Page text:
Amendment 64 proposes amending the Colorado Constitution to:
Currently, individuals who grow, transfer, manufacture, possess, or sell marijuana violate federal, state, and, in some cases, local laws.
However, state penalties for marijuana offenses are not as severe as penalties for many other drug-related offenses. Although the use of marijuana for medical purposes is not authorized under federal law, Colorado and several other states have enacted legislation allowing the use of medical marijuana. Right now, state regulation of medical marijuana establishments has generally been allowed to occur, although the federal government has ordered some businesses to close.
Amendment 64 states that its provisions are not intended to:
Personal use of marijuana. Under the measure, individuals who are 21 years old or older (adults) may possess, use, display, purchase, and transport up to one ounce of marijuana. Adults may share up to one ounce of marijuana with other individuals who are at least 21 years old, but are not allowed to sell marijuana. The use of marijuana in public or in a manner that endangers others is prohibited.
The measure allows adults to grow their own marijuana or to purchase marijuana from a licensed retail marijuana store with proof of age. Adults may possess up to six marijuana plants, of which three or fewer are mature, flowering plants, as well as the marijuana harvested from the plants, provided that the plants are kept in an enclosed and locked space and are not grown openly or publicly. The marijuana harvested must remain on the premises where the plants were grown. Adults are also permitted to possess, use, display, purchase, and transport marijuana accessories that are used for the growth, manufacture, and consumption of marijuana.
Regulation by the state. Amendment 64 requires the Colorado Department of Revenue (DOR) to adopt regulations by July 1, 2013, concerning licensing and security requirements for marijuana establishments, the prevention of marijuana sales to underage individuals, labeling requirements for marijuana products, health and safety standards for marijuana manufacturing, advertising restrictions, and civil penalties for violations. The measure specifies that the regulations may not prohibit marijuana establishments or make the operation of such establishments unreasonably impracticable.
Regulation by local governments. Local governments may enact regulations concerning the time, place, manner, and number of marijuana establishments in their community. In addition, local governments may prohibit the operation of marijuana establishments through an ordinance or a referred ballot measure; citizens may pursue such a prohibition through an initiated ballot measure. Even if marijuana establishments are prohibited by a local government, individuals in that community who are at least 21 years old may still possess, grow, and use marijuana as allowed by the measure.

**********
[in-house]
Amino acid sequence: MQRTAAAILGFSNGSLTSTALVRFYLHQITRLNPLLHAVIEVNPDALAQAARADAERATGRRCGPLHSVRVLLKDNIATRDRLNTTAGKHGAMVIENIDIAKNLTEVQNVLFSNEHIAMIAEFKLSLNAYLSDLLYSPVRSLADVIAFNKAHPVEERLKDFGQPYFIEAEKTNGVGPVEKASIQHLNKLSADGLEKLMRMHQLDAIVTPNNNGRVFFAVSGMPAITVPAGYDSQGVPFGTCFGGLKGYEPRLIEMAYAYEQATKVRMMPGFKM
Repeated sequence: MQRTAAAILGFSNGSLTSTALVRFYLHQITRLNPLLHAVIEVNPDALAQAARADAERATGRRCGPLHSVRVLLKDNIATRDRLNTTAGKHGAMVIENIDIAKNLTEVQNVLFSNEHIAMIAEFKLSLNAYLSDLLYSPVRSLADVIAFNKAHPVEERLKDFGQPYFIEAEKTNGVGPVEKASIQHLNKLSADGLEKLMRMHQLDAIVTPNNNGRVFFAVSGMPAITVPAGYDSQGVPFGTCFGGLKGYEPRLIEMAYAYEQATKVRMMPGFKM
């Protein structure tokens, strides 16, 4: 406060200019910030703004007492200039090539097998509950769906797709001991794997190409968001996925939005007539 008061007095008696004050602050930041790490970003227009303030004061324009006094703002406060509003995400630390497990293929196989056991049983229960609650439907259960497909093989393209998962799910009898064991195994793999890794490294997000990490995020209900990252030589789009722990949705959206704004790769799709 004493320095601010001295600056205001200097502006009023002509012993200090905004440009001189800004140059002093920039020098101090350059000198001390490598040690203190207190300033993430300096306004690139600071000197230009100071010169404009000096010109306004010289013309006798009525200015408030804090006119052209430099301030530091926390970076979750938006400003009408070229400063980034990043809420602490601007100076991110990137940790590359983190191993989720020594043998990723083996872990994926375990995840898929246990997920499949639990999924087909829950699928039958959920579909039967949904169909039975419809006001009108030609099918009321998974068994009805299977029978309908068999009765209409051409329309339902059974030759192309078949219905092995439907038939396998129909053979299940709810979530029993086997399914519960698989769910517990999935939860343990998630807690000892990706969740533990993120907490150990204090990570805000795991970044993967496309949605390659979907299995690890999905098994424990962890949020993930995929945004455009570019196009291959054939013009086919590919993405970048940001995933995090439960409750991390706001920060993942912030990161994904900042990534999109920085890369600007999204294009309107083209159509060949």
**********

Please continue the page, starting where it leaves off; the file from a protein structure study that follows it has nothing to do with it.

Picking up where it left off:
Types of licenses. Under Amendment 64, marijuana growth, processing, testing, and sales are authorized under four types of licenses: Marijuana Cultivation Facility, Marijuana Product Manufacturing Facility, Marijuana Testing Facility and Retail Marijuana Store.
Taxes. Under the measure, marijuana is subject to existing state and local sales taxes and a new state excise tax to be set by the legislature. An excise tax is a tax on the use or consumption of certain products such as gasoline, alcohol, or cigarettes. The tax is generally collected at the wholesale level and passed on to consumers in the retail price. Marijuana cultivation facilities will pay the excise tax when selling marijuana to either marijuana product manufacturing facilities or to retail marijuana stores. Amendment 64 requires the legislature to enact the state excise tax; however, the Taxpayer's Bill of Rights (TABOR) requires a separate statewide vote to approve the tax and any future tax
Industrial hemp. The measure requires the state legislature to enact, by July 1, 2014, legislation concerning the growth, processing, and sale of industrial hemp, but does not specify what provisions must be included, or whether such activities should be authorized. The measure defines industrial hemp as the same plant as marijuana, but with a THC concentration of no more than three-tenths percent. THC is
the primary psychoactive component of marijuana. Federal law currently prohibits the growth of industrial hemp, although it is legal to sell imported hemp and hemp products in the United States. Hemp seeds are sold as food, and hemp fibers are used to manufacture rope, clothing, and building materials.